In the WNBA, being multifaceted is part of the game.
From head coaches who also serve as general managers like James Wade, to players who also build business empires like Candace Parker, the league is made up of individuals who have honed the ability to juggle.
There are several reasons for this, but the simplest explanation is that the WNBA is a six-month season and the maximum base salary is $228,094. So not only is there enough time to earn more money, but there is also a need.
Seven of Sky’s 11 players are currently playing overseas, with most expected to report within two weeks of the end of the WNBA season. As for Wade’s coaching staff, well, they’re no different.
Emre Vatansever, Tonya Edwards and Ann Wauters all replace their WNBA hats at the end of the season.
Here’s what the WNBA offseason looks like for Sky’s assistant coaches:
Vatansever has been coaching since he was 17 and got his first head coaching job this year, managing Çukurova BK in Turkey. Its roster includes five current WNBA players: Chelsea Gray, Briann January, Tiffany Hayes, DeWanna Bonner and Jonquel Jones.
The relationship between Wade and Vatansever dates back several years when the two coaches faced each other in Europe. Wade’s first memory of Vatansever was his energy.
“The first thing I said to him after the game was ‘your energy seems contagious,'” Wade said.
Vatansever’s first coaching job in the WNBA was as a trainee coach on Jenny Boucek’s Seattle Storm staff. He spent three seasons there before joining Amber Stock’s coaching staff with Sky in 2017. When Wade became Sky’s sixth manager and chief executive, Vatansever stayed on. Over the past four seasons, Vatansever has developed into one of the league’s best assistant managers, and he led Sky to back-to-back wins in June during Wade’s two-game absence due to COVID-19.
Vatansever didn’t interview for any of the three WNBA coaching vacancies (Indiana, Dallas and Los Angeles), which came as a surprise to him and Wade.
“My time will come,” Vatansever said. “I trust my work. I always have. Opportunities always come, all I have to do is keep working hard.
The first person to ask Edwards about coaching was his college coach, Pat Summitt.
Approaching graduation, exhausted from a tournament that ended in a heartbreaking 79-75 overtime loss to Virginia after already winning two national championships for Tennessee, Edwards told Summitt that she had no interest. But less than a year later, she was coaching her high school alma mater in Flint, Michigan. It was the opportunity to make an impact on young people that attracted Edwards. Her bench career was cut short when she returned to the court to play overseas in Turkey, Israel and Italy before four seasons in the WNBA and two in the American Basketball League between 1996 and 2002. .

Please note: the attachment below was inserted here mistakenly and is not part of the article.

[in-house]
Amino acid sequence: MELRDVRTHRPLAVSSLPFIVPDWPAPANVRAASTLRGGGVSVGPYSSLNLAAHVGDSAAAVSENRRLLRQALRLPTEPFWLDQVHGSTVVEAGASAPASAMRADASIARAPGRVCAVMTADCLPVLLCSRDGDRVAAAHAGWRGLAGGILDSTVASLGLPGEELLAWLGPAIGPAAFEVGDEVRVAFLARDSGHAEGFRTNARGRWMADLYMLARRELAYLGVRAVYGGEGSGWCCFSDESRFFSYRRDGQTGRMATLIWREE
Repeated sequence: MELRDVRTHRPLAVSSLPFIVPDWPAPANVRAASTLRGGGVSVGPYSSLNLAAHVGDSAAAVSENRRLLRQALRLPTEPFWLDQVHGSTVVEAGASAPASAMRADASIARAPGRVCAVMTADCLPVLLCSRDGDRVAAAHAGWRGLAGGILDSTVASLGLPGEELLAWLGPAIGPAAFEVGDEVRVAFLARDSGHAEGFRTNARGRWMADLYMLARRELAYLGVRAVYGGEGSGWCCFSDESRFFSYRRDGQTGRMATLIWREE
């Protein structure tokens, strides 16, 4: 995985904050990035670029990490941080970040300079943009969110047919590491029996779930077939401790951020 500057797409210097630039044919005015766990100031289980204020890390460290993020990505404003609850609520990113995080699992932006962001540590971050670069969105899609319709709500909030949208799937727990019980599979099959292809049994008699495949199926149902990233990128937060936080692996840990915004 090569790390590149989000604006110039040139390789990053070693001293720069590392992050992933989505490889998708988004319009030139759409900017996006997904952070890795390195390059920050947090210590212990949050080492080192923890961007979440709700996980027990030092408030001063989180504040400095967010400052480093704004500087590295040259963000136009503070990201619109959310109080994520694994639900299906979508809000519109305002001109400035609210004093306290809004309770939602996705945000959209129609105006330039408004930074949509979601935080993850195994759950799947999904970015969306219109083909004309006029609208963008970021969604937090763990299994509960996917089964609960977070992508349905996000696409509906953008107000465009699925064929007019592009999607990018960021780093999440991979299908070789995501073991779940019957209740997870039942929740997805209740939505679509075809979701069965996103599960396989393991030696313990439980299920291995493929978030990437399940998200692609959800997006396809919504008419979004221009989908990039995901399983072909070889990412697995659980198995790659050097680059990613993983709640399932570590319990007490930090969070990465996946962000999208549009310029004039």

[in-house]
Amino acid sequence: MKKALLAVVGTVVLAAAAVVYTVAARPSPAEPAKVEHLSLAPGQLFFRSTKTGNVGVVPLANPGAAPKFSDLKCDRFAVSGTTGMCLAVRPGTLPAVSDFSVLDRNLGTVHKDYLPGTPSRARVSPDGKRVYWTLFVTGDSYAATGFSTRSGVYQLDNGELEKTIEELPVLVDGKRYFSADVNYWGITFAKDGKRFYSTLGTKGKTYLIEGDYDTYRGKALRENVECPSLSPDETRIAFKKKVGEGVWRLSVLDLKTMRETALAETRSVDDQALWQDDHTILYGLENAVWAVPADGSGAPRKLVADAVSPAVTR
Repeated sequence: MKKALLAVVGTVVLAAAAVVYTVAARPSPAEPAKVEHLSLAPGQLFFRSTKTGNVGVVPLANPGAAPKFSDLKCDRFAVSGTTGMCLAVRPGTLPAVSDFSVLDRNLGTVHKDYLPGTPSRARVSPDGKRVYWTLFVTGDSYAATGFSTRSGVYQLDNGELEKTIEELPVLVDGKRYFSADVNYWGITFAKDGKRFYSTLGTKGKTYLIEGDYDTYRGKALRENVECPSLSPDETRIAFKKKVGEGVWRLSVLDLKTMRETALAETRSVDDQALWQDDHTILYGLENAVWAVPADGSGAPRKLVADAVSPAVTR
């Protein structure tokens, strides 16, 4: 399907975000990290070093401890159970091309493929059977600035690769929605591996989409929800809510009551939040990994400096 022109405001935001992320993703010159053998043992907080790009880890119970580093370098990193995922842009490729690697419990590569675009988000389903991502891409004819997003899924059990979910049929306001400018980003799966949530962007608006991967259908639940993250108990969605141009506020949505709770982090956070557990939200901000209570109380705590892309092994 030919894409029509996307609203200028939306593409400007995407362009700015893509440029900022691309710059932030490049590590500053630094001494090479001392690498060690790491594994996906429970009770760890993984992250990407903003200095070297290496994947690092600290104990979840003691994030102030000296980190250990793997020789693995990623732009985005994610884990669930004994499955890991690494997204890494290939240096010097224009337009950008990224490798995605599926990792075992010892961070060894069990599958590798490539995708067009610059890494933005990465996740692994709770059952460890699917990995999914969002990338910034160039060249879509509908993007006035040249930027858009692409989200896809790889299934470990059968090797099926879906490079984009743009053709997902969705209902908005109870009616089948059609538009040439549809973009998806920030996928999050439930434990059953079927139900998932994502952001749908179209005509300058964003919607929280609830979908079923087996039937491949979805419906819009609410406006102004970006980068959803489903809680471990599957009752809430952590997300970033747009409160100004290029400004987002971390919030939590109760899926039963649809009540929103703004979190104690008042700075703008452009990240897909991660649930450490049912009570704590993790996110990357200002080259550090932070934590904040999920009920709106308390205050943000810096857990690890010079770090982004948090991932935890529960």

The 2022 season was Edwards’ second with the Sky and fifth as an assistant coach in the WNBA. She previously worked as an assistant coach with the Sparks from 2016 to 2018. Prior to that, she was head coach at Alcorn State from 2008 to 2015.
“One of the things I’ve looked at over the years coaching at the top level is that sometimes you think you’re going to have the biggest impact at the college level,” Edwards said. “But at this level too, you can still leave that imprint on players’ lives.”
Edwards dabbled in real estate during the WNBA offseason, buying properties and flipping them. She is currently finishing a property in Detroit and working to sell another in Columbus, Ohio.
Edwards was never completely retired from the game, even during the offseason. She’s adding the NBA and college practices to her schedule to keep learning, she said.
When Wauters retired after the Tokyo Olympics, she expected to briefly step away from basketball. She had started thinking about a coaching career towards the end of her playing career, but did not expect the transition to be immediate.
After the 2022 season, Wauters returned to Belgium. In addition to coaching, Wauters works as a keynote speaker, working with large companies and small groups to share messages about resilience and building successful teams.
Next week, Wauters’ first book, ”The Game of Life,” will be published in Belgium. The book is written in Dutch, but Wauters said it’s possible it will eventually be translated into other languages. In the book, similar to her posts as a public speaker, Wauters explains how the lessons she’s learned throughout her career can be interpreted across industries and applied for success.
After a season as an assistant with the Sky, Wauters has no plans to step away from her fledgling coaching career largely because of the balance the WNBA offers her and his family. Ambition is important to Wauters, so a future as a WNBA head coach is already something she’s considering, but she knows it’s a process.
“I hope one day I will also have the opportunity to be a head coach,” Wauters said. “This is the right time and the right place. For now, I would like to continue my learning process and improve.
REMARK: Unless one of his assistants is hired for a head coaching position, Wade expects his staff to remain the same in 2023.